Neoantigen Specific T-iPSCs

The unit of TCR-T executive function is the TCR-CD3 complex, which belongs to the immune protein superfamily, a heterodimer consisting of α- and β-chains. The peptide chain is divided into three parts, the extracellular region, the cellular transmembrane region, and the intracellular region. Moreover, neoantigen specific TCR α- and β-chains are the major components of TCR-T cells. A study identified neoantigen specific TCR α- and β-chains and inserted them into T-iPSCs. After successfully inducing the rearranged TCR gene into iPSC, in the preselection stage, it was able to effectively produce cells which expressed TCR on the surface (43). Compared with the ordinary T-iPSCs, the TCR-iPSCs with the new antigen inserted in them solved the problem of the heterogeneity of the generated T cells. The TCR-iPSC clone produced is simple, fast, and high-quality (44).

A study showed that using gene expression vectors, TCR α- and β-chains transduced into human T lymphocytes could mediate tumor regression. This has been applied by researchers for clinical trials in humans, and no adverse events have been observed so far (11, 17).

According to a previous study, the steps to generate neoantigen specific TCR α chains and β chains are as follows: Tumor reactive T cells derived from TILs and CTLs of peripheral blood from patients and T cells by autologous antigen presenting cells (APCs) are loaded with synthetic tandem minigene (TMG) or peptides encoding mutated antigens. After that, the newly acquired T cells are identified. Reactive T cells are identified based on the expression of active molecules such as 4-1BB on CD8+ T cells and OX-40 on CD4+ T cells, and then purified and amplified using flow cytometry (24). A new method was designed by Cohen at al. for the identification, isolation, and utilization of neoantigen-specific T cells. They used neoepitope MHC/peptide tetramers to combine T cells in the fresh tumor digests and peripheral blood to obtain neoantigen-specific T cells (45, 46). A small number of neoantigen-specific T cells were successfully obtained using peptide-MHC polymerization method, enabling peripheral blood mononuclear cell (PBMC) to become a potential source of neoantigen epitope-specific TCR. Then sequencing of TCR, obtain Neoantigen specific TCR α chains and β chains.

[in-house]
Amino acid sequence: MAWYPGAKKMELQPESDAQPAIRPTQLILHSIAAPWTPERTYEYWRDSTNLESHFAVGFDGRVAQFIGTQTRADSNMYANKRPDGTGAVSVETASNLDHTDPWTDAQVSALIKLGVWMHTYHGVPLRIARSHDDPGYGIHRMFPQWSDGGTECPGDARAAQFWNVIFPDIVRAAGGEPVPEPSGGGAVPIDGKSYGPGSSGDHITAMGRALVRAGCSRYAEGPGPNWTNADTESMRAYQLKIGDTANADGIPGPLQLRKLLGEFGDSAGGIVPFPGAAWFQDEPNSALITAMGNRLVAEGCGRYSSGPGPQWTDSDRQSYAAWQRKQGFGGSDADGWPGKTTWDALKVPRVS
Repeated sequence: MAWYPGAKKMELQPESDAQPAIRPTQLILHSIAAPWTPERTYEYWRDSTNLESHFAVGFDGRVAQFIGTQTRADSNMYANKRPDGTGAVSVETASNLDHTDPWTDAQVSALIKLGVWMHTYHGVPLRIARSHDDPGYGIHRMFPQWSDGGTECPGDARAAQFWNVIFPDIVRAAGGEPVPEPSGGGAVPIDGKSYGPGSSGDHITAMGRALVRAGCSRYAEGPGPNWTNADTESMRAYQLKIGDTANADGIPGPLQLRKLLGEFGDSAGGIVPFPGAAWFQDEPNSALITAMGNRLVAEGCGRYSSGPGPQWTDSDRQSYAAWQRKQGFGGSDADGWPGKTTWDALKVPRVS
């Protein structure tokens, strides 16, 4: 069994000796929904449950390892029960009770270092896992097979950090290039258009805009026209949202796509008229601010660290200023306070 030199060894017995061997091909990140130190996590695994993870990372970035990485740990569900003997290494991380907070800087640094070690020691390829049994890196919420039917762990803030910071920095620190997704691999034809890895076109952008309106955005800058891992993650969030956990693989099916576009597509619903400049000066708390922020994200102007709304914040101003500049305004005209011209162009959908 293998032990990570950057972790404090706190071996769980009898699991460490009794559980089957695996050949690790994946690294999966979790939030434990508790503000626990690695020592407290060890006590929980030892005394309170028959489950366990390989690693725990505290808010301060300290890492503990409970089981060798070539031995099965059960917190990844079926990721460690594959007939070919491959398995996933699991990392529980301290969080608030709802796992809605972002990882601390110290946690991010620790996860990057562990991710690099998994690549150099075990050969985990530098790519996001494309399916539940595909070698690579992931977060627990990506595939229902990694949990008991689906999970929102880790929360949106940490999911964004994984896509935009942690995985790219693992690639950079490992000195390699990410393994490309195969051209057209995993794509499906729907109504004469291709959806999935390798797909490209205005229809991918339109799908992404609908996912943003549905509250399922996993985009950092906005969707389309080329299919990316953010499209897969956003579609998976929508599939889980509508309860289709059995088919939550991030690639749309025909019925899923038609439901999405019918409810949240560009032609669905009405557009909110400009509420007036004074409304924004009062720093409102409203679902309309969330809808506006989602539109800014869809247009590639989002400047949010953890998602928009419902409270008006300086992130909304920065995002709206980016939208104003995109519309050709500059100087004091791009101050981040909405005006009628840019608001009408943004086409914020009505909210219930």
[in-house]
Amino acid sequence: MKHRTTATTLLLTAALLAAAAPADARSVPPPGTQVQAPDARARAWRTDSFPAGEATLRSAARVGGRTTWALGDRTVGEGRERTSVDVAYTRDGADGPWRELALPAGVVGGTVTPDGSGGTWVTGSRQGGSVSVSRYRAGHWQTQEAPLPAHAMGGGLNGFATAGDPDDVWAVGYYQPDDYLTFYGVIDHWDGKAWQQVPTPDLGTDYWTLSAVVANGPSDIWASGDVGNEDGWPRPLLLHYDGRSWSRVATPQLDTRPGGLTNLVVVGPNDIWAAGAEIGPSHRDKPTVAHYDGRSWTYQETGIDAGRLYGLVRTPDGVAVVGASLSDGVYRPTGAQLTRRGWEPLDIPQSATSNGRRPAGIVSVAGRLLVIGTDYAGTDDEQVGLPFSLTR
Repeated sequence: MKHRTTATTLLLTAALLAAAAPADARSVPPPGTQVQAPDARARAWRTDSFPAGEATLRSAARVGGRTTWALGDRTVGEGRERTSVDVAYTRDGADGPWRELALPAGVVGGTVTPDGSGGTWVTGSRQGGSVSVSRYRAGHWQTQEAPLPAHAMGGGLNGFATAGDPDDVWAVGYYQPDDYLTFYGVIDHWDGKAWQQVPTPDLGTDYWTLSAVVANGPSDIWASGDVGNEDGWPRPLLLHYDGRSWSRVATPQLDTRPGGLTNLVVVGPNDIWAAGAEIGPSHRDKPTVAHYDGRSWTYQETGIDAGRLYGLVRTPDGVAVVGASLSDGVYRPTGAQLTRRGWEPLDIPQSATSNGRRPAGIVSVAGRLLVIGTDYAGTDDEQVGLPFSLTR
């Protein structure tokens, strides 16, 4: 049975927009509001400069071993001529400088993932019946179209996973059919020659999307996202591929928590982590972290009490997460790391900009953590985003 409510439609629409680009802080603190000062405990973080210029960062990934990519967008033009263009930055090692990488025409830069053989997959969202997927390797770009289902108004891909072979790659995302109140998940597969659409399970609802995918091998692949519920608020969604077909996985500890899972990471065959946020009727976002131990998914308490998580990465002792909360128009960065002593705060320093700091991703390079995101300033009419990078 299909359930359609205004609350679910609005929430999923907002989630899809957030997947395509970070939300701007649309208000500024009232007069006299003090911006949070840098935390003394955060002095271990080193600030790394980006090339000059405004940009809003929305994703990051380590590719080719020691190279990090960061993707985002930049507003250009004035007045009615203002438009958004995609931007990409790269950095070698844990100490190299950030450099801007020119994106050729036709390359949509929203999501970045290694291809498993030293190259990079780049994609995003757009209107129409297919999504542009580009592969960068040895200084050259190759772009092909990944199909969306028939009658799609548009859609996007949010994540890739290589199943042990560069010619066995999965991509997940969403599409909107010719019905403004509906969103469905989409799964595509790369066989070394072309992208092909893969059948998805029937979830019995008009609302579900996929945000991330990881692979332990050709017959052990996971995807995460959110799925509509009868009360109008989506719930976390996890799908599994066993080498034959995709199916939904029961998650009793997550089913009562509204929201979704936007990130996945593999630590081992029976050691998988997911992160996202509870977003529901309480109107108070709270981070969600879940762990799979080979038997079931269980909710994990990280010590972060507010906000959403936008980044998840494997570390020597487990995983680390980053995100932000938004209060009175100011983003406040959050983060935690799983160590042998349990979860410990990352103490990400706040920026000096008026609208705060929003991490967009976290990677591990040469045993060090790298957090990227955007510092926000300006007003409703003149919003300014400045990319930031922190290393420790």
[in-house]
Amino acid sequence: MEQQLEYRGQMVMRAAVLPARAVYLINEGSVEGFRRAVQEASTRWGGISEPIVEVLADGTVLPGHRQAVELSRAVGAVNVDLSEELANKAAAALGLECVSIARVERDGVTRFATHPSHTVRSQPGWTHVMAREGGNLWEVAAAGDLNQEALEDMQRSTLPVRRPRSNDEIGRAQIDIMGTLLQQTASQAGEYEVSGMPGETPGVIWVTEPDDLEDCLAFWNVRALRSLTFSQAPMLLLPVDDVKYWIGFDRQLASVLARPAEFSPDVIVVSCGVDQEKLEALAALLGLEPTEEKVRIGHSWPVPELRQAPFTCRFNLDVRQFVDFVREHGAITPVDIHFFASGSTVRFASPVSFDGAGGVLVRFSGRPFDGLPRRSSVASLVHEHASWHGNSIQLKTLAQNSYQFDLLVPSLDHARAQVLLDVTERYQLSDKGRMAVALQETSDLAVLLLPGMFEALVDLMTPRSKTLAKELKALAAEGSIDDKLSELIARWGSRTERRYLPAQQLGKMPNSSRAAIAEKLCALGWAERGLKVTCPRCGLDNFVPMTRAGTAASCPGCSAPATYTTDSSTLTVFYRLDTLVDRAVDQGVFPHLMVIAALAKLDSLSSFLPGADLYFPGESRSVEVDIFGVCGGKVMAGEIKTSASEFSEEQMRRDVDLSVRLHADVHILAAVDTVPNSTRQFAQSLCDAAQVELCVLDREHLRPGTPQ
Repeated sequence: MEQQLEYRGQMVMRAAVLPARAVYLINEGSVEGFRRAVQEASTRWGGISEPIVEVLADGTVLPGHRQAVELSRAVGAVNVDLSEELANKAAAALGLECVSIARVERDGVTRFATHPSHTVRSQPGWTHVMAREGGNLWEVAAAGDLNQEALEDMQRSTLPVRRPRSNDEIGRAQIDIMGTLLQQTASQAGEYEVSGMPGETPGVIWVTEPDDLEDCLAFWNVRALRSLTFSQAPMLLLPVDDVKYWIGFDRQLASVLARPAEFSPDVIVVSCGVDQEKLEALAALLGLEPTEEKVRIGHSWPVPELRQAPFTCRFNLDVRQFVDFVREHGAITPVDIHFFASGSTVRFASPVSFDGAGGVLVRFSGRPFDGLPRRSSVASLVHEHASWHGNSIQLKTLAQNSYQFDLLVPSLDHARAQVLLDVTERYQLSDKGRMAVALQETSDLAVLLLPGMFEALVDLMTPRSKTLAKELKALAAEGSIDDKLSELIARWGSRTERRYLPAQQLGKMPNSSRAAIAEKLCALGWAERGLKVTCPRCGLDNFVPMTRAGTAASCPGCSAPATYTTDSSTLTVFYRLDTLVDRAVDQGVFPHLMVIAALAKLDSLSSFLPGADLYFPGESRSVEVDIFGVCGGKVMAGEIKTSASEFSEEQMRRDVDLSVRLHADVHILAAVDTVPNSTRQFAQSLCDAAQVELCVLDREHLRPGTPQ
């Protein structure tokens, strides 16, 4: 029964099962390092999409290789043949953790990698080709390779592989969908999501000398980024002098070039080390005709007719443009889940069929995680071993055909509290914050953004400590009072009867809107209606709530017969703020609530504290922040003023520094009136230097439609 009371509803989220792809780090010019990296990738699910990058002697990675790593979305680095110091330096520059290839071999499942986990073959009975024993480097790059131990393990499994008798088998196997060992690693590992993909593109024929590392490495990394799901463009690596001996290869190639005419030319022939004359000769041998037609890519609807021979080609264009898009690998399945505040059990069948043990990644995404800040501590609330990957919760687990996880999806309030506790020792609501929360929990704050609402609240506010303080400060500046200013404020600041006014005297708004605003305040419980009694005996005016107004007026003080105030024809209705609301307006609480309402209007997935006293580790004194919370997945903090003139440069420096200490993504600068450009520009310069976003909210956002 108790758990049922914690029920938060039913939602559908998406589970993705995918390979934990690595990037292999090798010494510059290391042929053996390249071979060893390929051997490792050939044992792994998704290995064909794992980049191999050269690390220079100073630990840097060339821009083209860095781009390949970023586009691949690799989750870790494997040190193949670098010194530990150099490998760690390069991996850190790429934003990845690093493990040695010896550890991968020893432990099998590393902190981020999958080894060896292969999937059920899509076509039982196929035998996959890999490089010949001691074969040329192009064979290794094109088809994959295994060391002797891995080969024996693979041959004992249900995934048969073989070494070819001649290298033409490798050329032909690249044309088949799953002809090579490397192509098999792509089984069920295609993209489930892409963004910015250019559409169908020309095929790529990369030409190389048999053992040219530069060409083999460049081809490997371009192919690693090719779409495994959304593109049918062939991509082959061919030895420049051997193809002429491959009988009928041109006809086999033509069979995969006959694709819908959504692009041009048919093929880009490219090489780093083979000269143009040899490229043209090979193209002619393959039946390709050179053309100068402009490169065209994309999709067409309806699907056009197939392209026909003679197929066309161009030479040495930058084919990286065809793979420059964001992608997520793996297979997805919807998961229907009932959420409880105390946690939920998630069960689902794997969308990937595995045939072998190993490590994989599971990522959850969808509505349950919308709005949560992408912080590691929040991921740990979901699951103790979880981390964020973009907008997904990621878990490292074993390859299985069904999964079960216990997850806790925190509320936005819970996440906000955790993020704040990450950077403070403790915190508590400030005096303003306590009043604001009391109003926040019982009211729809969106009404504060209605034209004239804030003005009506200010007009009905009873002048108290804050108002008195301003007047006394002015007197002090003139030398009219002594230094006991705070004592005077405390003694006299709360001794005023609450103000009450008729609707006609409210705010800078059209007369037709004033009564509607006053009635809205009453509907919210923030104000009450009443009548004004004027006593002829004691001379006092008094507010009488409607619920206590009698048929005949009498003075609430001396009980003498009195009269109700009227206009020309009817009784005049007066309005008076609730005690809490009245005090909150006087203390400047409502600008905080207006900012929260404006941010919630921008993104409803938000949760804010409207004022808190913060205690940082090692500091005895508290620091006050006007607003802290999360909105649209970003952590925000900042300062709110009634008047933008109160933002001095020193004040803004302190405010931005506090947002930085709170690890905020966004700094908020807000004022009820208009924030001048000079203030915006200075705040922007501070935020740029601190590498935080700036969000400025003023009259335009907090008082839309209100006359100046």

Neoantigen Specific TCR-T Cells

The most critical step is to induce differentiation of neoantigen-specific T-iPSC into mature TCR-T cells. These specific TCR-T cells are monoclonal and highly accurate in cell targeting. Unlike the exogenous TCR transfer technology to induce T cells from hematopoietic stem cells and peripheral blood into tumor antigen-specific T cells, the neoantigen-specific TCR-T cells do not generate mismatched TCR, reducing unnecessary issues in screening and treatment (36). Generally, the induction of lymphoid cells is achieved by constructing a thymic microenvironment in which T cells proliferate. To generate T cells from iPSCs, it needs to be induced into mesoderm, and needs to perform hematopoietic functions (47). Common methods are as follows:

Differentiated and developed CD3+ T cells (35) × 105 were extracted from PBMC using magnetic beads, and T cells were stimulated in T cell medium with leben-CD3/CD28 magnetic beads and IL-2. The T cell culture medium contained 20 ng/ml IL-2, 10 ng/ml IL-7, and 10 ng/ml IL-15. On the second day after stimulation, oct3/4, SOX2, KLF4, and c-MYC transcription factors packaged with sendai virus were transfected into T cells. Rat embryonic fibroblasts were laid on the 8th day, and the medium containing 5 ng/ml basic fibroblast growth factor (b-FGF) human induced pluripotent stem cells was replaced 12 days after culture. T-iPSCs were collected at 33–40 days. Subsequently, in the presence of bone marrow mesenchymal stem cells (C3H10T1/2), vascular endothelial growth factor (VEGF), stem cell factor (SCF), and Tyrosine Kinase ligand 3 (FLT-3L). iPSCs differentiated into mesodermal CD34+ hematopoietic stem cells and hematopoietic progenitor cells. Cells were transfected with OP9-DL1 FLT-3 and IL-7 culture medium at day 14 to obtain T cell lineage (36).

Vizcard et al. showed that a 3D thymic culture system enables the generation of a homogeneous antigen-specific T cell subset. These T-cells generated a unique product which was named iPSC-derived thymic emigrants (iTEs); they closely mimic naïve T cells and exhibit potent anti-tumor activity. The study has designed the 3D thymic culture method based on the traditional fetal thymic organ culture (FTOC) system (48). Another study proved that by co-cultivation of OP9-DL1/DL4 cells which express the Notch ligand, TCR-iPSC inserted with neoantigens can induce production of tumor-specific CD8+ T cells (49) (Figure 4).

FIGURE 4